She developed cachexia (Body Mass Index of 10.9). On neurological examination, she had mild bilateral symmetric ptosis with no ocular paresis, generalized muscle weakness and atrophy, more pronounced in lower extremities and in distal segments, absent tendon reflexes, decreased nociception below knees, reduced vibration and position sense in toes and fingers, and required bilateral support to walk.

Routine laboratory studies were unremarkable, including creatine kinase and thyroid hormone levels. Plasma lactate level was above normal range (2.83 mM/L, normal 0.5–1). CSF analysis disclosed 2.5-fold increased protein content with normal number of cells; lactate level was also increased (2.7 mmol/L, normal 0.88–1.4).

Upper gastrointestinal endoscopy showed gastric aperistalsis associated with major dilation and ulcerative esophagitis. A nasojejunal feeding tube was required for enteral feeding.

Nerve conduction studies revealed marked demyelinating sensorimotor polyneuropathy (Table 1) and needle electromyography showed a superimposed myopathic pattern in proximal muscles.

Patient’s muscle biopsy of the deltoid muscle disclosed unspecific myopathic changes such as type I fibre predominance and increased variation in fiber size with small, angular muscle fibres and round hypertrophic fibers. No signs of mitochondrial dysfunction (ragged red fibers, Cox-negative fibers and increased oxidative staining on SDH) were seen (Figure 1).

Brain MRI revealed unspecific symmetric and confluent T2-hyperintensity images in the deep white matter (Figure 2).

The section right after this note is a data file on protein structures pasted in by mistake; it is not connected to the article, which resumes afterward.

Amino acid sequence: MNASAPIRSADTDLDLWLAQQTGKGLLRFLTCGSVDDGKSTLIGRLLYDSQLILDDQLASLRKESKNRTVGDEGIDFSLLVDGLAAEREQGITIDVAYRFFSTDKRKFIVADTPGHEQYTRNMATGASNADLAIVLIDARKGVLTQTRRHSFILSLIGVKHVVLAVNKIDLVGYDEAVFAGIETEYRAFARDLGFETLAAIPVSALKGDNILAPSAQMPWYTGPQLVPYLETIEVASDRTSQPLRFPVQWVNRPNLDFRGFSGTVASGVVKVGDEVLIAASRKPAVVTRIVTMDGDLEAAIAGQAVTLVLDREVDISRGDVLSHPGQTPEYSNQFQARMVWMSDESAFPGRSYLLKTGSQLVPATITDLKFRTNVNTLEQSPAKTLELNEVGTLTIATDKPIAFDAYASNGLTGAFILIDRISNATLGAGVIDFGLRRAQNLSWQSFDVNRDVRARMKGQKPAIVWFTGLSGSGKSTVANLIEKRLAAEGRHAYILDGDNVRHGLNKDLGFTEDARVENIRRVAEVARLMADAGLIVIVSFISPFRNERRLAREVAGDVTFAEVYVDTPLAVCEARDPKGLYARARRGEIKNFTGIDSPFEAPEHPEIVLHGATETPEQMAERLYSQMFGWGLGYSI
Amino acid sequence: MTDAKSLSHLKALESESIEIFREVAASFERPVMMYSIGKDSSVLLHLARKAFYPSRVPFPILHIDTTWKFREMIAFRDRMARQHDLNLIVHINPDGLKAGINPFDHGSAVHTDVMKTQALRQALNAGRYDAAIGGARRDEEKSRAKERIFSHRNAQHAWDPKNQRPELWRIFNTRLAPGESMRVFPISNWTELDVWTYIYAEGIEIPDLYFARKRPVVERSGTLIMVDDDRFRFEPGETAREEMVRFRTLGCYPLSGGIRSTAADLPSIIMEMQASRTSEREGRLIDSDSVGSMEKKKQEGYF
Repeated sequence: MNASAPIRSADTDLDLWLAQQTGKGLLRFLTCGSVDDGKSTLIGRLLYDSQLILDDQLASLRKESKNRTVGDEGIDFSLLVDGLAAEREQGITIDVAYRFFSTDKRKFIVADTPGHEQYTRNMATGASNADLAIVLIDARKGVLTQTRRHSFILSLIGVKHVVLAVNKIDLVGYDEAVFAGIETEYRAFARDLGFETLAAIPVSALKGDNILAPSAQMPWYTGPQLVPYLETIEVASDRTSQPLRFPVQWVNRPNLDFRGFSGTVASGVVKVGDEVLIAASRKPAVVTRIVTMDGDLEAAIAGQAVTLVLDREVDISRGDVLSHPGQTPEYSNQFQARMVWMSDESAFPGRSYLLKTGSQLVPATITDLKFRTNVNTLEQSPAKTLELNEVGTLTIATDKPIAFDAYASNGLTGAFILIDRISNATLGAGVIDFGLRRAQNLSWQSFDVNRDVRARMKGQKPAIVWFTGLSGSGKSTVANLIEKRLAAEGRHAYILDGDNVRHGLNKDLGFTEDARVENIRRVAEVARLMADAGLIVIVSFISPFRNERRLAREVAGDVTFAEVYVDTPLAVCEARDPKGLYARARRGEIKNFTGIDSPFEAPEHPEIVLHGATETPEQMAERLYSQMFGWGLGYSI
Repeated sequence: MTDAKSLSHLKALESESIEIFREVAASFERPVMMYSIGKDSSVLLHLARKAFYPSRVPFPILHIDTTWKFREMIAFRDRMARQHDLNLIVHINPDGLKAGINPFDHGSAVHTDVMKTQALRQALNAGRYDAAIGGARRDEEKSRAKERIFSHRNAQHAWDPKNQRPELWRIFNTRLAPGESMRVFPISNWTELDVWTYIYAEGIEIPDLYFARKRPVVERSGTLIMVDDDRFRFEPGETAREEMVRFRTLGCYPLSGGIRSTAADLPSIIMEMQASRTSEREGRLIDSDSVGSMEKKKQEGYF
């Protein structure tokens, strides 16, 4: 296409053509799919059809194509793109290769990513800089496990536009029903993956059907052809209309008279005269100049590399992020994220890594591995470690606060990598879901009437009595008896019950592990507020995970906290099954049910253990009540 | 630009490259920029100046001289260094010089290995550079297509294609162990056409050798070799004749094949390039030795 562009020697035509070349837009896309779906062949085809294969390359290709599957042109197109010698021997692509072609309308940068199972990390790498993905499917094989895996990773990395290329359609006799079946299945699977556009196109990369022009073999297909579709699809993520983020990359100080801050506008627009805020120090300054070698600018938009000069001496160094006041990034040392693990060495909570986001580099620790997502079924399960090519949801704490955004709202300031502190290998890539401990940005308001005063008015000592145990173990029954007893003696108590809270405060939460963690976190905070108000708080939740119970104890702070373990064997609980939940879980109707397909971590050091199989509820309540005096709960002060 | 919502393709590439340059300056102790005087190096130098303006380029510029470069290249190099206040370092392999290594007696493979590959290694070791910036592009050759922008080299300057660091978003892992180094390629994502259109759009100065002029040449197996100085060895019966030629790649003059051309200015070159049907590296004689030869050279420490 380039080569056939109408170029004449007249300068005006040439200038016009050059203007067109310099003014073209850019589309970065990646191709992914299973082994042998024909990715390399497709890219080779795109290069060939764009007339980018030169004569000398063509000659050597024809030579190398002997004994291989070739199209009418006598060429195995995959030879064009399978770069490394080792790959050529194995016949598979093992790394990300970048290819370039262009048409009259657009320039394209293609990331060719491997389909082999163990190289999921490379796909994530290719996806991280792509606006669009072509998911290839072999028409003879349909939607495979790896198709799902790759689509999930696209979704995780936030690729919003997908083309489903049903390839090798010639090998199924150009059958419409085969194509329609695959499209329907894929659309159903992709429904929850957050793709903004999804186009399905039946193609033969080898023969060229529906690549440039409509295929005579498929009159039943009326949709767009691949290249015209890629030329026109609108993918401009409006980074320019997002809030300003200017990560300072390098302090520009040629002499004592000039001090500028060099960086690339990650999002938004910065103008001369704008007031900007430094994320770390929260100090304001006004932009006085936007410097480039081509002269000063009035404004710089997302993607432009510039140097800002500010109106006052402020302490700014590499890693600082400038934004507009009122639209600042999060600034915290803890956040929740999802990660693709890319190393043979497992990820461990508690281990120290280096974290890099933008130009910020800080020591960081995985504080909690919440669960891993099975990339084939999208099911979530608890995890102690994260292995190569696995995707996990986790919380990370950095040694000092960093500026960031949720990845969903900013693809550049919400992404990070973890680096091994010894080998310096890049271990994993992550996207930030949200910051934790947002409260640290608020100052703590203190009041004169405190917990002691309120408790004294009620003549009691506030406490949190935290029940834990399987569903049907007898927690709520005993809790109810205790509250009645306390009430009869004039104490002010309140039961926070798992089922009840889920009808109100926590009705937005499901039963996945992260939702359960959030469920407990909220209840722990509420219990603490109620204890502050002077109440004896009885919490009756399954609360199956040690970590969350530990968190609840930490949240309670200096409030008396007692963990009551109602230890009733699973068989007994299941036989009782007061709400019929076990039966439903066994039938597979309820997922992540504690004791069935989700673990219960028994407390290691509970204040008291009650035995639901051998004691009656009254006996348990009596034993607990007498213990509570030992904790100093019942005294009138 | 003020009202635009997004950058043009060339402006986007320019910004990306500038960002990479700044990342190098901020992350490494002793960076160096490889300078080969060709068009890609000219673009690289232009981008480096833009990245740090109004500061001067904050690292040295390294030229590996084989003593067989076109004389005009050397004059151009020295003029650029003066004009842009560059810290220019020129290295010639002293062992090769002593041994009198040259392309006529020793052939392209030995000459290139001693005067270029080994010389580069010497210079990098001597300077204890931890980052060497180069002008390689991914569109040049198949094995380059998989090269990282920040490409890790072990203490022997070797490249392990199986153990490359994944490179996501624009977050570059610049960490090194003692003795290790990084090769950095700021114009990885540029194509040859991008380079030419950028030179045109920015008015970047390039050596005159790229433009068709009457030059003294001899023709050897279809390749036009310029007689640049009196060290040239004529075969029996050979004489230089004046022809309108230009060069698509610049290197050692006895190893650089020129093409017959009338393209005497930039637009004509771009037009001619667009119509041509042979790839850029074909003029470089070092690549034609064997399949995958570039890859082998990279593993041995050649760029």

The presence of severe gastrointestinal dysmotility associated with a demyelinating sensorimotor polyneuropathy and myopathic changes suggested a mitochondrial disorder, specifically MNGIE. Genetic screening of the TYMP gene identified two homozygous contiguous mutations (c. 1283G>A, c.1284 T>A), affecting the same codon (GGT>GAA), causing together cause the amino acid change p.Gly428Asp. Prediction tools of pathogenicity (Polyphen, SIFT, Provean, SNP&GO) agreed with the damaging role of this genetic change. Unfortunately, DNA samples from family members were not available to perform segregation study.

The patient died three months after admission from medical complications associated with poor absorption and profound cachexia.

3. Discussion

We report a 19-year-old Cape Verdean woman with typical clinical features of MNGIE syndrome in whom we identified a novel homozygous TYMP gene mutation.

The gastrointestinal symptoms were the most prominent manifestation resulting in gastric atony, poor absorption and cachexia. Her older sister, living in Cape Verde islands, had milder but similar gastrointestinal symptoms. She was diagnosed as “superior mesenteric artery syndrome”, which is a common misdiagnosis in patients with MNGIE in the early course of the disease[7]. Their parents were asymptomatic but consanguineous, indicating an autosomal recessive transmission.

Patient poor functional ability was probably related to the presence of a marked demyelinating polyneuropathy. Indeed some cases of MNGIE syndrome have been misdiagnosed as chronic demyelinating inflammatory neuropathy [10]. It is hypothesized that the pathogenic mtDNA accumulates in the peripheral nerve, causing segmental and focal defects [10]. However, proximal weakness and ptosis were probably associated with the muscle fibres dysfunction observed in mitochondrial myopathies.

The main laboratory findings in these patients are plasma lactic acidosis and high CSF protein, as seen in our patient [7]. Muscle biopsy typically shows morphological and biochemical findings suggestive of mitochondrial abnormalities, such as the presence of ragged red fibers and Cox-deficient fibers. In our case, the muscle biopsy was not helpful. To our knowledge, there are few described MNGIE cases with normal muscle biopsy [7]. Therefore, a normal muscle biopsy does not exclude a MNGIE syndrome, in particular in young subjects. As reported elsewhere, our patient had symmetrical confluent T2-hyperintensity in the deep white matter. However, these changes do not impair cognition [11].